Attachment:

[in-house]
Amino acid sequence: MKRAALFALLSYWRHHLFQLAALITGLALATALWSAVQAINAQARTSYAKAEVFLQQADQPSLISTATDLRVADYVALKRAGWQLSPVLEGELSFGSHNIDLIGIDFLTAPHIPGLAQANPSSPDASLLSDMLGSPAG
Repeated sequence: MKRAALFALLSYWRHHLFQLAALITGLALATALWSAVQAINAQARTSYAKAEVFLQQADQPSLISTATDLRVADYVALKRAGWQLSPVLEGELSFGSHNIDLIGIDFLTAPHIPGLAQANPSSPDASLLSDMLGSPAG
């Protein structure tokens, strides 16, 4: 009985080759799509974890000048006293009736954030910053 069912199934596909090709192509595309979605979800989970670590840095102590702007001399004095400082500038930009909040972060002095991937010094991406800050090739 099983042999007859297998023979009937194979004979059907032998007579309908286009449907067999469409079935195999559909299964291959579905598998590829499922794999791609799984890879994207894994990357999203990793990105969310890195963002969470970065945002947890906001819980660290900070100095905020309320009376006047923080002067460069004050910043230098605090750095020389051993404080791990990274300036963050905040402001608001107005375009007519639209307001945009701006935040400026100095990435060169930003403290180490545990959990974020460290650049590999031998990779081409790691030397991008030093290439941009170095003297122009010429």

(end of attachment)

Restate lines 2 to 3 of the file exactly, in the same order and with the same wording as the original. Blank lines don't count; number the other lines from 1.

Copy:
Amino acid sequence: MKRAALFALLSYWRHHLFQLAALITGLALATALWSAVQAINAQARTSYAKAEVFLQQADQPSLISTATDLRVADYVALKRAGWQLSPVLEGELSFGSHNIDLIGIDFLTAPHIPGLAQANPSSPDASLLSDMLGSPAG
Repeated sequence: MKRAALFALLSYWRHHLFQLAALITGLALATALWSAVQAINAQARTSYAKAEVFLQQADQPSLISTATDLRVADYVALKRAGWQLSPVLEGELSFGSHNIDLIGIDFLTAPHIPGLAQANPSSPDASLLSDMLGSPAG